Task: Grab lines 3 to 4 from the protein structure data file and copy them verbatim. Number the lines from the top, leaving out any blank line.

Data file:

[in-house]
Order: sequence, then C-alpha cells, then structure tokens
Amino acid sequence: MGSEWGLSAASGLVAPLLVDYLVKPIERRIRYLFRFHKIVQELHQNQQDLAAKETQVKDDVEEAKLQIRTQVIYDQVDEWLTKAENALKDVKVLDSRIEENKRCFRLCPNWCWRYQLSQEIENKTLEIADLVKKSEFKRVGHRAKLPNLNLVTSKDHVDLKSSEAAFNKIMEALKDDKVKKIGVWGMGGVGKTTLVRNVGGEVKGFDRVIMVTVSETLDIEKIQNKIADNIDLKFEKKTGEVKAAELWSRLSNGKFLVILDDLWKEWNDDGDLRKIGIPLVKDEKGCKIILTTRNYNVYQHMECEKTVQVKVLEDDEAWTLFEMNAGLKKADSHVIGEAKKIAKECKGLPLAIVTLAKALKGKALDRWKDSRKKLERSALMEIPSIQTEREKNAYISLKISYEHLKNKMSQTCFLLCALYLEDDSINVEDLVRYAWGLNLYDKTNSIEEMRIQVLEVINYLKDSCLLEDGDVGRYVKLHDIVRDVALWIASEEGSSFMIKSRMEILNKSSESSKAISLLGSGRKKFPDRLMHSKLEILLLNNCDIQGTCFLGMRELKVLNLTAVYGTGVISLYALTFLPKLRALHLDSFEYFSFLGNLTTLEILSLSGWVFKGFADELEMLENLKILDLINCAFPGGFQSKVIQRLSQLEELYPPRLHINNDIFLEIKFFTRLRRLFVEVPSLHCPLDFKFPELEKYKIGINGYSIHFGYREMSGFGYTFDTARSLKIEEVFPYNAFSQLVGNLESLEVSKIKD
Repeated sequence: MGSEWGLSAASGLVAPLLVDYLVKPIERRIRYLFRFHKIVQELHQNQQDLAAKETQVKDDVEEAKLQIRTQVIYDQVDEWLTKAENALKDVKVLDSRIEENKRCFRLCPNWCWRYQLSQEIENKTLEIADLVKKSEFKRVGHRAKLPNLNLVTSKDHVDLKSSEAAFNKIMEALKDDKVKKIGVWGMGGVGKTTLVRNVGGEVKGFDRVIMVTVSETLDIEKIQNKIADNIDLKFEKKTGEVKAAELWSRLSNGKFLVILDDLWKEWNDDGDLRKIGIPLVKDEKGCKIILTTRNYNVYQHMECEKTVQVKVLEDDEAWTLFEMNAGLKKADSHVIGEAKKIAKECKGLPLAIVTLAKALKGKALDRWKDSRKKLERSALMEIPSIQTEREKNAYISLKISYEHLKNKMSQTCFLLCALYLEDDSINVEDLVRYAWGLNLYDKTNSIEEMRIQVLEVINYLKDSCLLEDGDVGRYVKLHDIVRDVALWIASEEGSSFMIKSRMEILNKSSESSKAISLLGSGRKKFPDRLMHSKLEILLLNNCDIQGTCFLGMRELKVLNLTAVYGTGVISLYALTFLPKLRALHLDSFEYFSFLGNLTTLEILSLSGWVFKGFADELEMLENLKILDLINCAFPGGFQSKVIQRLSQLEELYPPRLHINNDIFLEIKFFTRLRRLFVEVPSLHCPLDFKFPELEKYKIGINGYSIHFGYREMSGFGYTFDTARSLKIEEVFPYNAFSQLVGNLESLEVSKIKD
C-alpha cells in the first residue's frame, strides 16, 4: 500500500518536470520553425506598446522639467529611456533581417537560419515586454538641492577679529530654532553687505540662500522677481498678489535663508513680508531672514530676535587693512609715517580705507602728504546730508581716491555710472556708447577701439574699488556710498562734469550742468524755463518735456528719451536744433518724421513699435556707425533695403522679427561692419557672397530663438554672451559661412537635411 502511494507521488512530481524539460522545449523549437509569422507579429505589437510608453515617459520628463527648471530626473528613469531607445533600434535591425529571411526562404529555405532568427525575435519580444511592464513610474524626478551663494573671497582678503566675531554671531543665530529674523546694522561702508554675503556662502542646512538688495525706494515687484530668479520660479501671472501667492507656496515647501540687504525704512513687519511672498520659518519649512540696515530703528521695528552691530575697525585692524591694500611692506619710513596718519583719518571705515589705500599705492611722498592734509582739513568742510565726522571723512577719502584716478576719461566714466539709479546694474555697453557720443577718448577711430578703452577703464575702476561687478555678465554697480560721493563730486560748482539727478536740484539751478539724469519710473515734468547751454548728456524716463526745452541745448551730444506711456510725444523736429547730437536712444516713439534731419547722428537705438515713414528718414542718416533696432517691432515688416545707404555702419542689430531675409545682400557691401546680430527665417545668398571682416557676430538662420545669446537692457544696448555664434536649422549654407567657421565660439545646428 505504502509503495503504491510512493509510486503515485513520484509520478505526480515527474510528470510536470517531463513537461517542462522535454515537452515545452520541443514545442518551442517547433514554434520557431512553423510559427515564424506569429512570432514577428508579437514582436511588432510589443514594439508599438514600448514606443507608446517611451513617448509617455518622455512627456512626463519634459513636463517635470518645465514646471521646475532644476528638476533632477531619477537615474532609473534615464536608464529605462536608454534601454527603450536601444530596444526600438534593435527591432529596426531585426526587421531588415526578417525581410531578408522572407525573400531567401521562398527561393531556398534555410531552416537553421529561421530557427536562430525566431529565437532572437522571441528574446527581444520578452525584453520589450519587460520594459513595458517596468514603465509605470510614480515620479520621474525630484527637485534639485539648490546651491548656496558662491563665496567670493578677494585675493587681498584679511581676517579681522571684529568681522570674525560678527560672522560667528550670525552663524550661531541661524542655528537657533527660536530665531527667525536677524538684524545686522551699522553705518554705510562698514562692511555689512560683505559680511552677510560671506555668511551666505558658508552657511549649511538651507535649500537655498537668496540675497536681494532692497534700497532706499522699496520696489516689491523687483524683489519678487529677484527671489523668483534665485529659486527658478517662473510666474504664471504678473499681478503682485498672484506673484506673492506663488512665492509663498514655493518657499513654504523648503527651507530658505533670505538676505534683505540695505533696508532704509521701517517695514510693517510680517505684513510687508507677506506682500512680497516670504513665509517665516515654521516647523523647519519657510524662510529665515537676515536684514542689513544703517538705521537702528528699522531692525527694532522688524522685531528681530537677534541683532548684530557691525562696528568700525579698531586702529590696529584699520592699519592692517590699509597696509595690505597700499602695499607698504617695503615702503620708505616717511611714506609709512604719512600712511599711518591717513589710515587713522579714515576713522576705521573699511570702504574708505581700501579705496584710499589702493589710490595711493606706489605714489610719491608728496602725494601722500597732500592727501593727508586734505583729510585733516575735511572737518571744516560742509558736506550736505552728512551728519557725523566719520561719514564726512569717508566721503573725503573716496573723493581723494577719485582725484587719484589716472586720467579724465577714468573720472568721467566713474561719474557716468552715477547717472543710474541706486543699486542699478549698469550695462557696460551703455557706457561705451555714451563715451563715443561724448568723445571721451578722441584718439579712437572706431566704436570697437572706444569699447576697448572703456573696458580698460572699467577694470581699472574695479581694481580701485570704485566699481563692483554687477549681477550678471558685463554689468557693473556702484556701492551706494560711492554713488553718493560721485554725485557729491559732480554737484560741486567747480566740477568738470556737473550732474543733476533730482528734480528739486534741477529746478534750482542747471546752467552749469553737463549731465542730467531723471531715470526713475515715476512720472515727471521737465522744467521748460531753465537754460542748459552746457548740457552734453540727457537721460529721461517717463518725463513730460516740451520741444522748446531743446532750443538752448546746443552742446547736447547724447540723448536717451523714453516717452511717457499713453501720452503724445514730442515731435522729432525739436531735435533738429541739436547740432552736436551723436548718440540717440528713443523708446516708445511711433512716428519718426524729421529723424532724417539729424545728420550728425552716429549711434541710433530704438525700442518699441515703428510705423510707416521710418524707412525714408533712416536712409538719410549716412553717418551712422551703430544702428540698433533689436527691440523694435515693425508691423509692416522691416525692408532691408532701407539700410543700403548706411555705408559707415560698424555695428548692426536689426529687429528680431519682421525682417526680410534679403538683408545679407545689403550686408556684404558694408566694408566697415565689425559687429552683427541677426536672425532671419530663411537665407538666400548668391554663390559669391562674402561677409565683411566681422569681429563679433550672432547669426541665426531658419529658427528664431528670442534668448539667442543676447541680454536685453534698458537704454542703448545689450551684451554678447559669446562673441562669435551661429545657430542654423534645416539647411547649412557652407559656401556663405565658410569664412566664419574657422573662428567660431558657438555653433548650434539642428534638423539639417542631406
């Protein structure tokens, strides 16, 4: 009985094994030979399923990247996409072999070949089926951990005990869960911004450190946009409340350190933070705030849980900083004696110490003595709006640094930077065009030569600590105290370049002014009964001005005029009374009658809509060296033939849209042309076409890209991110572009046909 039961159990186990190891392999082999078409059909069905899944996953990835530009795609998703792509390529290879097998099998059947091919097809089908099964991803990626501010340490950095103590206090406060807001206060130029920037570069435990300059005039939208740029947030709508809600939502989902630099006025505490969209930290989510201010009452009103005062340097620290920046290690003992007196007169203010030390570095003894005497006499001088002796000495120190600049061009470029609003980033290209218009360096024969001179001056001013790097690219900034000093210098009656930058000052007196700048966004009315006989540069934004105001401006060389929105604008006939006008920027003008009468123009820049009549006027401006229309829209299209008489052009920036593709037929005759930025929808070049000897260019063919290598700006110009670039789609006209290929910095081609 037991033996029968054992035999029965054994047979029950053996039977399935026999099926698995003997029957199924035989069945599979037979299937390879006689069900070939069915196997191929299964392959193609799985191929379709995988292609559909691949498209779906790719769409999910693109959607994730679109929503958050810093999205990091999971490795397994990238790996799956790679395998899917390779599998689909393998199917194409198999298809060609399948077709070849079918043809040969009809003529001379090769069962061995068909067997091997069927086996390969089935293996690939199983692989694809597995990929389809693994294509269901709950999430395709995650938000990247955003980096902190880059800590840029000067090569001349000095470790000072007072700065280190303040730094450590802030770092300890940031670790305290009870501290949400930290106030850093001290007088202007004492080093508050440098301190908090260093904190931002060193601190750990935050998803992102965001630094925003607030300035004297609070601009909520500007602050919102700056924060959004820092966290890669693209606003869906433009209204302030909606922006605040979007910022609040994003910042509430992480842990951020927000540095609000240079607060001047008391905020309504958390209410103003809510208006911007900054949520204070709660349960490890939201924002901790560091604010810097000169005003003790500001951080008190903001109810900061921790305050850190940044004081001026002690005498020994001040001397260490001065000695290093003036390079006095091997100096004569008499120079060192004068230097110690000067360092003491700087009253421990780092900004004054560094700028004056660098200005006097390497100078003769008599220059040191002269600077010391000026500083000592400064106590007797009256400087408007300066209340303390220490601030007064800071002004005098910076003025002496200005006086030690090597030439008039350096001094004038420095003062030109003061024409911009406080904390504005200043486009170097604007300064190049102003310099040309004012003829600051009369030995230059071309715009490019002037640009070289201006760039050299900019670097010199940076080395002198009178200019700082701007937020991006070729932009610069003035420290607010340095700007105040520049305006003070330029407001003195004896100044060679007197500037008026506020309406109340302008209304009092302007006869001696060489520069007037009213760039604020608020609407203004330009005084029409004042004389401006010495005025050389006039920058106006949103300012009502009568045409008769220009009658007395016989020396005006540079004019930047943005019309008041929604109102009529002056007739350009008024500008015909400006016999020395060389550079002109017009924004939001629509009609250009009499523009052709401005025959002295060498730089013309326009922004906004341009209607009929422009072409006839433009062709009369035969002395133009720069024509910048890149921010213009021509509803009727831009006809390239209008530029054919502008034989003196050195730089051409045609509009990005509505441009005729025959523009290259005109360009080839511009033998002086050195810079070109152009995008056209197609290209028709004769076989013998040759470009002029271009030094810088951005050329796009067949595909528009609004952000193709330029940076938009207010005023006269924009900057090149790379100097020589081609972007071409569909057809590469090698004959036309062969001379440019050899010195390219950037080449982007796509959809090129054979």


Amino acid sequence: MGSEWGLSAASGLVAPLLVDYLVKPIERRIRYLFRFHKIVQELHQNQQDLAAKETQVKDDVEEAKLQIRTQVIYDQVDEWLTKAENALKDVKVLDSRIEENKRCFRLCPNWCWRYQLSQEIENKTLEIADLVKKSEFKRVGHRAKLPNLNLVTSKDHVDLKSSEAAFNKIMEALKDDKVKKIGVWGMGGVGKTTLVRNVGGEVKGFDRVIMVTVSETLDIEKIQNKIADNIDLKFEKKTGEVKAAELWSRLSNGKFLVILDDLWKEWNDDGDLRKIGIPLVKDEKGCKIILTTRNYNVYQHMECEKTVQVKVLEDDEAWTLFEMNAGLKKADSHVIGEAKKIAKECKGLPLAIVTLAKALKGKALDRWKDSRKKLERSALMEIPSIQTEREKNAYISLKISYEHLKNKMSQTCFLLCALYLEDDSINVEDLVRYAWGLNLYDKTNSIEEMRIQVLEVINYLKDSCLLEDGDVGRYVKLHDIVRDVALWIASEEGSSFMIKSRMEILNKSSESSKAISLLGSGRKKFPDRLMHSKLEILLLNNCDIQGTCFLGMRELKVLNLTAVYGTGVISLYALTFLPKLRALHLDSFEYFSFLGNLTTLEILSLSGWVFKGFADELEMLENLKILDLINCAFPGGFQSKVIQRLSQLEELYPPRLHINNDIFLEIKFFTRLRRLFVEVPSLHCPLDFKFPELEKYKIGINGYSIHFGYREMSGFGYTFDTARSLKIEEVFPYNAFSQLVGNLESLEVSKIKD
Repeated sequence: MGSEWGLSAASGLVAPLLVDYLVKPIERRIRYLFRFHKIVQELHQNQQDLAAKETQVKDDVEEAKLQIRTQVIYDQVDEWLTKAENALKDVKVLDSRIEENKRCFRLCPNWCWRYQLSQEIENKTLEIADLVKKSEFKRVGHRAKLPNLNLVTSKDHVDLKSSEAAFNKIMEALKDDKVKKIGVWGMGGVGKTTLVRNVGGEVKGFDRVIMVTVSETLDIEKIQNKIADNIDLKFEKKTGEVKAAELWSRLSNGKFLVILDDLWKEWNDDGDLRKIGIPLVKDEKGCKIILTTRNYNVYQHMECEKTVQVKVLEDDEAWTLFEMNAGLKKADSHVIGEAKKIAKECKGLPLAIVTLAKALKGKALDRWKDSRKKLERSALMEIPSIQTEREKNAYISLKISYEHLKNKMSQTCFLLCALYLEDDSINVEDLVRYAWGLNLYDKTNSIEEMRIQVLEVINYLKDSCLLEDGDVGRYVKLHDIVRDVALWIASEEGSSFMIKSRMEILNKSSESSKAISLLGSGRKKFPDRLMHSKLEILLLNNCDIQGTCFLGMRELKVLNLTAVYGTGVISLYALTFLPKLRALHLDSFEYFSFLGNLTTLEILSLSGWVFKGFADELEMLENLKILDLINCAFPGGFQSKVIQRLSQLEELYPPRLHINNDIFLEIKFFTRLRRLFVEVPSLHCPLDFKFPELEKYKIGINGYSIHFGYREMSGFGYTFDTARSLKIEEVFPYNAFSQLVGNLESLEVSKIKD